Wednesday, February 5, 2020

Ranger in Time: Escape from the Twin Towers



When I first heard that the next Ranger in Time book was going to be set during September 11, I was surprised. Really? Why do kids want to read about September 11?

Then I realized: because it's history to them. They know of it, but they don't remember it.

But you remember it. And I remember it.

I was 15 years old.

An excerpt from my journal

For months, I couldn't escape the tragic images on every magazine cover, every newspaper, every tv screen in every home and store. Everywhere, another photograph or video of thousands of people - mothers, fathers, children, grandparents - plummeting to their deaths. The planes crashing. The towers collapsing. The news played the clips over

and over

and over again.

Maybe it was particularly bad for me because the news was kept on all day at my house, and I was homeschooled. But then again, if it was scary for me, a California kid who previously hadn't even known what the World Trade Center was, I can't imagine how traumatizing it must have been for the children and teens of New York City.

I don't remember how long it took for the news to move on, but once it did, I avoided 9/11 media from then on, even into adulthood. I never wanted to see anything September 11-related ever again. Especially, especially the videos of the planes hitting the towers.

Until two years ago, when I learned that the next Ranger in Time would be set on September 11th, I knew my self-imposed 9/11 media fast was officially at an end. Instead of avoiding 9/11 media, now I was going to be creating it.

"Why would you do this to me, Kate Messner," I whispered at my email inbox.

I promised my art director, Stephanie Yang, that I would finish reading the manuscript before the end of the year. So, true to my word, on New Year's Eve I built a blanket nest on the couch, curled up in the middle and opened up the manuscript with a sigh.

There was a lot of crying.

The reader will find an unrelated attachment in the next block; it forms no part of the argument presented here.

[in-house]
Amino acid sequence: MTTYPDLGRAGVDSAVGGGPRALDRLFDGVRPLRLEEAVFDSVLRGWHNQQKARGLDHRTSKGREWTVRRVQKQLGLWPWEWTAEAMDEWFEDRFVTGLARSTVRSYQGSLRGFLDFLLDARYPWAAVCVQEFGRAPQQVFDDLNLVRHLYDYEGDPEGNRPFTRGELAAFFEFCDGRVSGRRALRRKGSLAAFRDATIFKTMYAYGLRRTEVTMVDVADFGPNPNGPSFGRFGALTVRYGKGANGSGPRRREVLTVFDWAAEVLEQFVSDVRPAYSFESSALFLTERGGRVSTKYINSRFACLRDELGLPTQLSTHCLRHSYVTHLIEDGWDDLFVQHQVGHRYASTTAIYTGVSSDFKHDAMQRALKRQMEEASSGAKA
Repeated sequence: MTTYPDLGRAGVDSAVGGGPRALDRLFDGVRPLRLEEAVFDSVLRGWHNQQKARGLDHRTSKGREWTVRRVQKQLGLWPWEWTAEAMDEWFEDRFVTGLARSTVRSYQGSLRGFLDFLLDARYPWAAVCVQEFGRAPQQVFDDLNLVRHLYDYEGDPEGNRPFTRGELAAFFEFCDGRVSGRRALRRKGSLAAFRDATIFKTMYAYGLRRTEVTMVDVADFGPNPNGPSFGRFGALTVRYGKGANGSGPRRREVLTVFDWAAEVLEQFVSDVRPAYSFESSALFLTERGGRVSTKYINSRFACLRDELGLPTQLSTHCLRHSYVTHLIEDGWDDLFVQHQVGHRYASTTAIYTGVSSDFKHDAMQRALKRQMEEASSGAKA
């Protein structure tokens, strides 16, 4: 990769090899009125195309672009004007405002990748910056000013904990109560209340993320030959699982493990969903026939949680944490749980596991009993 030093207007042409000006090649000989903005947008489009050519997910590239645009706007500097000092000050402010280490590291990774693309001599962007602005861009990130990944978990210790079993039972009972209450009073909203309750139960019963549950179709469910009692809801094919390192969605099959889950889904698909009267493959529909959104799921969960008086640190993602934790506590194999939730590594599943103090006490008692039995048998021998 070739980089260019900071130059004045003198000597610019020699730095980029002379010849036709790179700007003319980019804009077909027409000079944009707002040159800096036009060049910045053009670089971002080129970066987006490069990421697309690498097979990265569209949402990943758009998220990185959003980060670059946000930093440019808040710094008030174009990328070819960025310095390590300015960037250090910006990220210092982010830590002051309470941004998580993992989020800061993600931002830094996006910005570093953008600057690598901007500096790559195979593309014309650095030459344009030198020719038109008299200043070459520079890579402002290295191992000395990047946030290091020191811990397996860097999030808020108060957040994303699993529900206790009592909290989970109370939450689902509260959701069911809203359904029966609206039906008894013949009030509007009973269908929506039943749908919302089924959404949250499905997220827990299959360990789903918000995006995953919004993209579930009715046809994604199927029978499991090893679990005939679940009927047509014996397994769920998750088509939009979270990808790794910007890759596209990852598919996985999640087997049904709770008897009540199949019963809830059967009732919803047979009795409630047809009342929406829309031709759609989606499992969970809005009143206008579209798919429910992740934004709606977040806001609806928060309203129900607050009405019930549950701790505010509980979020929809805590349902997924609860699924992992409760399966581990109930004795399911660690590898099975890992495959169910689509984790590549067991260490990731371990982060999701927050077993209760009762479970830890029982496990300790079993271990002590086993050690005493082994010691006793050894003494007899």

I cried as I read the book. I cried as I looked at photographs. I cried as I watched the documentary 9/11.

But once I had got all that out of my system, I found that I was able to concentrate on creating the best illustrations I could. Every day was another challenge: how do I draw a stairwell full of people and firefighters?


How do I depict the air quality immediately after the towers collapsed?


In every scene I did as much research as I could to make the scenes accurate to life, to pay attention to the small details in the manuscript, and to represent the great diversity of people who were affected by the attacks.

I was inspired by the text of the book, which I personally think is the best in the Ranger in Time series. Kate Messner did a stellar job of balancing historical accuracy with age-appropriateness. Despite my initial reluctance to read it, I found it totally riveting and read the whole manuscript in one sitting.


Younger generations will have what my generation didn't: a curated view of September 11. My generation watched the events unravel in real time, the adults around us as frightened and confused as we were. Now children have the guidance of adults with distance and hindsight - and I get to be one of those adults. We can give them a history that is real but not raw. Gentle, but still genuine. We can focus the spotlight on the heroes and the helpers - including the furry helpers.

To be a part of that is my privilege.


I don't think I'll make watching 9/11 documentaries on New Year's Eve a tradition, though. Maybe some donuts or something? Donuts and hot chocolate. What do you guys think, sound good?

Ranger in Time: Escape from the Twin Towers is available now.

1 comment:

  1. Excellent post. A moving story in itself. I actually got a little choked up. And, BTW, your changed perspective on the project is an excellent example of the Stoic technique of "reframing".

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